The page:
Service areas include Haiti (see accompanying titled "Park City High School students are in Haiti with the Hope Alliance"), Peru, Guatemala and the Navajo Nation in Southern Utah.
One of its main missions in Peru, Guatemala and Southern Utah is to provide basic eye and dental exams and works closely with the Moran Eye Center's outreach program.
When Hope Alliance embarks on its next trip to Peru on July 5, and Guatemala in August, it will be taking 1,000 pairs of sunglasses donated by Sunglass Warehouse.
The sunglasses will help protect the local residents of these areas from the harmful UV rays that cause pterygium and other visually threatening ailments, said Melissa Caffey, Hope Alliance executive director.
"Pterygium is known as Surfer's Eye here and it's a growth on the cornea that affects many people who spend a lot of time outdoors," Caffey said during an interview with The Park Record. "There has been an increase of the disease in countries located along the equator and approximately 40 to 70 percent of the disease is attributable to UV exposure. So having sunglasses will help prevent or at least help cut down the cases in these areas."
Rick Doty, founder and CEO of Sunglass Warehouse, who, with his wife Amy, splits his time between homes in Atlanta, Georgia, and Park City, said donating the glasses is a great opportunity for his company.
"We are happy to help," Doty said during a phone call from Atlanta. "I mean, the Hope Alliance volunteers who are going to these countries are the ones doing all the hard work. They are the ones who are spending seven to 10 days in the hot sun to get their services to these areas. So, I'm happy to have the chance to donate a few sunglasses."
Doty established Sunglass Warehouse in 2004, after working 20 years as a commercial general contractor who specialized in retail construction in outlet centers.
"Sunglasses have always been intriguing to me, almost like a passion, and I noticed that, other than the Sunglass Hut, there were not a lot players out there," Doty said. "So I decided to open my first store in Beaufort, South Carolina, and it went well."
Encouraged by the response, Doty opened another store in Hilton Head.
"That also went well, and then a Tanger Outlet opened in Charleston, and we were allowed to go in there," he said. "This was in 2004 and, now, 10 years later, we're opening our 25th store next month."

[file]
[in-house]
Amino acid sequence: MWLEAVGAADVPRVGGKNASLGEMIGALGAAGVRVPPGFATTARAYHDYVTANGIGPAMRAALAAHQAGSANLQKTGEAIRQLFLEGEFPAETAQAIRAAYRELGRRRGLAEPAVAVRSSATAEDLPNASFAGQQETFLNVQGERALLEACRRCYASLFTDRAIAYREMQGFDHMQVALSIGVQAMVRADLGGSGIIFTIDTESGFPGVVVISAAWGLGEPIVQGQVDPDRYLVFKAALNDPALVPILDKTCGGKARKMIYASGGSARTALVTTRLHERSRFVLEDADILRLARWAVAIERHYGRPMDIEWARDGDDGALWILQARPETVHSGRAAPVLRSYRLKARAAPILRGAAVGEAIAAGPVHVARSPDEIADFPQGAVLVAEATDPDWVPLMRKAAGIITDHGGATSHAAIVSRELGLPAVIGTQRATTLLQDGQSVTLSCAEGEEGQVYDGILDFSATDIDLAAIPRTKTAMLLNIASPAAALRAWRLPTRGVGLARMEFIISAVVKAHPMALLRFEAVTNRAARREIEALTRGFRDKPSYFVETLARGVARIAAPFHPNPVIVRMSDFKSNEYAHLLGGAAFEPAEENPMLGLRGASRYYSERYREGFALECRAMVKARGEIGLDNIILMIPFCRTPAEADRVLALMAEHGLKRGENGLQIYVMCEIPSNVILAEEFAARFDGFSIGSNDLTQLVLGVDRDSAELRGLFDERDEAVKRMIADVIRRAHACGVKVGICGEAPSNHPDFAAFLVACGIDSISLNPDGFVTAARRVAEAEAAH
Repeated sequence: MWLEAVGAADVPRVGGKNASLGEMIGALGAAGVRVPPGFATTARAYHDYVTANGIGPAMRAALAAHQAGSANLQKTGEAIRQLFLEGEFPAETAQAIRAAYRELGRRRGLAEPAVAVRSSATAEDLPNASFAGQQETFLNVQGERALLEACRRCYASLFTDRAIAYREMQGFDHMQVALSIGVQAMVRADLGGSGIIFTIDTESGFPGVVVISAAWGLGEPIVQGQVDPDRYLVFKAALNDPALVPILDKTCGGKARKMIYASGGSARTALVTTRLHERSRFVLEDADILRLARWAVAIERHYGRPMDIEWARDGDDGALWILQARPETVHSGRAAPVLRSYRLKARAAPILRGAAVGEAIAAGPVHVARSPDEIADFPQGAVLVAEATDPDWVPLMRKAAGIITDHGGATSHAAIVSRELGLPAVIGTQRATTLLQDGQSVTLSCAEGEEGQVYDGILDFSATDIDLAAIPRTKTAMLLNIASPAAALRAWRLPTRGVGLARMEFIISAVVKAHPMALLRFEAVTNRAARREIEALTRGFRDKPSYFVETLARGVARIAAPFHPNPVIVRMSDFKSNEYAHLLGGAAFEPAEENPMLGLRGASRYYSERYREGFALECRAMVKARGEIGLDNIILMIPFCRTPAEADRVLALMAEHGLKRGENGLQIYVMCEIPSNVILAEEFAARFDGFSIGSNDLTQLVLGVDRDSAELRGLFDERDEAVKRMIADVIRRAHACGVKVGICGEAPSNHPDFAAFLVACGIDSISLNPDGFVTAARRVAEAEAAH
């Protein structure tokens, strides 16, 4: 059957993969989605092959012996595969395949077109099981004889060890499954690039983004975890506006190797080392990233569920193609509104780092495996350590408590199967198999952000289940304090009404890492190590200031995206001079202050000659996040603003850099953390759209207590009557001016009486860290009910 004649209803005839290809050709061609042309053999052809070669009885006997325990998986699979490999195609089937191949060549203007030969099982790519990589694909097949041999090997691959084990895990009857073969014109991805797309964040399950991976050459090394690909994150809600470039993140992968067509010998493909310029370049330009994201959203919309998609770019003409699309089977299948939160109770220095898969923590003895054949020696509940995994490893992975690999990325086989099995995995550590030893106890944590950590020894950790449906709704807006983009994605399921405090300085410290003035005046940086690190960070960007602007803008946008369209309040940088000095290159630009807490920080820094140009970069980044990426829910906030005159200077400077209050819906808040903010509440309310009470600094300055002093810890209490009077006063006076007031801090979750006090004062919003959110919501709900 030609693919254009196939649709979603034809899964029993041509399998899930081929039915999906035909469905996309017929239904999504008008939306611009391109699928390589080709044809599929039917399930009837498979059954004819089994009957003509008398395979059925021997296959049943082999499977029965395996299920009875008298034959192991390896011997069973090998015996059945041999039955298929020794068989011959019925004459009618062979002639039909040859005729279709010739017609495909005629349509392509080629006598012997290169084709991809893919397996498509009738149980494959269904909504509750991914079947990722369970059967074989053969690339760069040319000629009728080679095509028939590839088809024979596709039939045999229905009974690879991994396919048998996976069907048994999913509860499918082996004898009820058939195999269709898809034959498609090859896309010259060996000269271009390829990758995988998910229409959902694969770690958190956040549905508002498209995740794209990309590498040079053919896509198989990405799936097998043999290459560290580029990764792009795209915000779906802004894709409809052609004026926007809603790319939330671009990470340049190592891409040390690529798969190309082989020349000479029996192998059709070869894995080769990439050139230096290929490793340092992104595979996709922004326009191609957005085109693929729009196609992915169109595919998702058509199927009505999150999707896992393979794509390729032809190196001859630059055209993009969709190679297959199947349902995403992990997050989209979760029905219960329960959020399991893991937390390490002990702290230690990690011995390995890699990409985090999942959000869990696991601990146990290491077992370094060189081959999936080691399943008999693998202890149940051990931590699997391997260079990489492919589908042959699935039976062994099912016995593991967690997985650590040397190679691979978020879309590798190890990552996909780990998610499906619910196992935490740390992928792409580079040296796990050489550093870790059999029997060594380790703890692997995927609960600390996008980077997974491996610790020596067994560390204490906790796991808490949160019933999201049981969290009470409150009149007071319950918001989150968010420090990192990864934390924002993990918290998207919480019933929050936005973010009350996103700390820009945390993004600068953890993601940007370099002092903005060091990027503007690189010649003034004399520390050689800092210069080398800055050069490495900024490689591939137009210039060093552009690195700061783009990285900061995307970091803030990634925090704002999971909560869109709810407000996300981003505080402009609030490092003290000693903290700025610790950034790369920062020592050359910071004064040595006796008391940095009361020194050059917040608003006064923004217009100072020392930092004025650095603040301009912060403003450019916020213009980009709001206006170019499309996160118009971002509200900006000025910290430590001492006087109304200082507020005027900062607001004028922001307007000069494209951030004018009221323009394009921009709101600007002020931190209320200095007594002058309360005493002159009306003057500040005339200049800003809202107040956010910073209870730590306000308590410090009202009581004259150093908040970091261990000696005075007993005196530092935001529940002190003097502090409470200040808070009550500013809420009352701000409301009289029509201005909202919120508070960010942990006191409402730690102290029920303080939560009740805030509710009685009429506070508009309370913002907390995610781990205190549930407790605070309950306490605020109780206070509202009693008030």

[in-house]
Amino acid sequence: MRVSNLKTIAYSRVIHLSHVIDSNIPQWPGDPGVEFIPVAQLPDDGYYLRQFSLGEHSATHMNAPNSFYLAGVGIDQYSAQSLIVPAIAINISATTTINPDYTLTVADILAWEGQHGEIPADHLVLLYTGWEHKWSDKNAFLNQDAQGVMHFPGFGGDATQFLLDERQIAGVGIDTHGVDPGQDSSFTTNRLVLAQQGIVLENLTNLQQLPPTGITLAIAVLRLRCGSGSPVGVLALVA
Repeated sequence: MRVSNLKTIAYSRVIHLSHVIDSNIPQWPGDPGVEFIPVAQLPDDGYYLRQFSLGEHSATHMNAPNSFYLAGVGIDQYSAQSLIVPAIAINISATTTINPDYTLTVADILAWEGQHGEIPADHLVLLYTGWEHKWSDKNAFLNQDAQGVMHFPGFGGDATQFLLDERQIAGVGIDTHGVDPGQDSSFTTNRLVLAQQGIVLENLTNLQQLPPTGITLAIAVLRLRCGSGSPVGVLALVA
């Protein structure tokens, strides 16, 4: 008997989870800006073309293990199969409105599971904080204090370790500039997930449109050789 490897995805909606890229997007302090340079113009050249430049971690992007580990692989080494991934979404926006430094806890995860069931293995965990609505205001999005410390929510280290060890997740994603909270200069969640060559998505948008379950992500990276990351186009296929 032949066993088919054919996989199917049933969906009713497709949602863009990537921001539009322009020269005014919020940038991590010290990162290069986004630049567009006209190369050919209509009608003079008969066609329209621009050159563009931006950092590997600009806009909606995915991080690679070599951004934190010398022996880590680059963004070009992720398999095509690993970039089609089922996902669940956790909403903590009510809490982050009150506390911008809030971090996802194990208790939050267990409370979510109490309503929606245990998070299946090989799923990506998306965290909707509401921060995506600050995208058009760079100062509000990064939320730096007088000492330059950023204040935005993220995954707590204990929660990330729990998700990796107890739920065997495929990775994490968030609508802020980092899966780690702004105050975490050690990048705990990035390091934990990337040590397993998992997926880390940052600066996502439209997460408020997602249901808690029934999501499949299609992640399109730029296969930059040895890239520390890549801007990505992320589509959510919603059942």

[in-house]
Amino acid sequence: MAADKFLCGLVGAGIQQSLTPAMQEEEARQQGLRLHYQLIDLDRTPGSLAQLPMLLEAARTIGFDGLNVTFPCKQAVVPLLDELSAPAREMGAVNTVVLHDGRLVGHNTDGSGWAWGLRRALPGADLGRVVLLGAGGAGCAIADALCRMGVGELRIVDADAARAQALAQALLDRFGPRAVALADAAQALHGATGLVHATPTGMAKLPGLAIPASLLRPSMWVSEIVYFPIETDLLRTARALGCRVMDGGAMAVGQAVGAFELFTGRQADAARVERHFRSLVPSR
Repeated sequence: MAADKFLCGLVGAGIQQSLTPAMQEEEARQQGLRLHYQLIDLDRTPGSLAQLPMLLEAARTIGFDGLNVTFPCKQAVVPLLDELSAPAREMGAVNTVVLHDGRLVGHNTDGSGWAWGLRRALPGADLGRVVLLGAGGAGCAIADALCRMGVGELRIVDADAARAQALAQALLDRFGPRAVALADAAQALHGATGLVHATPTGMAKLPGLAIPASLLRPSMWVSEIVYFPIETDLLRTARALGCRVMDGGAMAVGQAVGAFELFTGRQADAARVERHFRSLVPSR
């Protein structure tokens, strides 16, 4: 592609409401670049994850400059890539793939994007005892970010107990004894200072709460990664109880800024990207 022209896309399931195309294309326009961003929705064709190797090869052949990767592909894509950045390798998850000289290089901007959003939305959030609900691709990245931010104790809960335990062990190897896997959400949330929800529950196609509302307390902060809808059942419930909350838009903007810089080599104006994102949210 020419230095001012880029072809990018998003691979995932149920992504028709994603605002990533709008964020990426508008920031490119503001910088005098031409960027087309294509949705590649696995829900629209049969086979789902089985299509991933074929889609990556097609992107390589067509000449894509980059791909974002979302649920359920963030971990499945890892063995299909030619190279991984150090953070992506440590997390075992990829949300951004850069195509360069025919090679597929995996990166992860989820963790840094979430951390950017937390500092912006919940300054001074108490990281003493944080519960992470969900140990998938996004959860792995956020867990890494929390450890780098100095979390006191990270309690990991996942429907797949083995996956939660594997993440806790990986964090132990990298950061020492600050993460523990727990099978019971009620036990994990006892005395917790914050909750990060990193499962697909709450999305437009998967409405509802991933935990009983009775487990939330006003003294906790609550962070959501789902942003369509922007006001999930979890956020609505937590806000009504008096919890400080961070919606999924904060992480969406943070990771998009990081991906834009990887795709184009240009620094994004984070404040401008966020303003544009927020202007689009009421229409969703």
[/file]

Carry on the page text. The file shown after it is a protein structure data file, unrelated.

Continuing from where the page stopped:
In addition to the 1,000 sunglasses, Sunglass Warehouse will donate 1,000 microfiber bags.
"The people who will be getting the glasses live a hard life and these sunglasses will probably be the only ones they will own," Doty said. "We wanted to make sure there was a way for the people to protect the sunglasses.
"We work with vendors who are more than happy to get involved with us when we tell them what we're doing," he said. "So one of our vendors donated the bags for these glasses."
Also, Doty knows how sunglasses can break or scratch if owners put them in pockets or wear them on tops of their heads.
"There's a company called Cablz that makes small unobtrusive neck wires to hold the glasses and they gave us 1,000 of these for $15 to $20," Doty said. "We bought them and we're going to give those out, as well."
Doty learned about the Hope Alliance when he and Amy were in town dining at The Blind Dog almost four months ago.
Seated at the next table were Glenn and Ellen Artist and Derick Loyola, who are on the Hope Alliance Board of directors.
"We started talking with each other and the conversations started to meld," Doty said. "They told us what they did and they asked us what we did."
When Doty mentioned Sunglass Warehouse, the Artists and Loyola perked up.
"We became immediate friends and they told us what the Hope Alliance was doing in Guatemala and Peru and other areas of the world," Doty said. "They told us about the issues concerning cataracts and other eye problems are so prevalent in these countries because they are so close to the equator."
Doty was taken aback that children were suffering from pterygium.
"We don't think about things like happening to children here," he said. "It hit me between the eyes, so to speak, it was pretty moving for us."
Doty said he is amazed at how much Park City residents care about what's going on in the world, and that they are always doing something to help.
"It's so great there and you see so many organizations that are doing amazing things," he said. "We think the Hope Alliance does a great job and it was obvious from the first time we met Glenn, Ellen and Derick that it's a labor of love. And we're happy to be a part of it."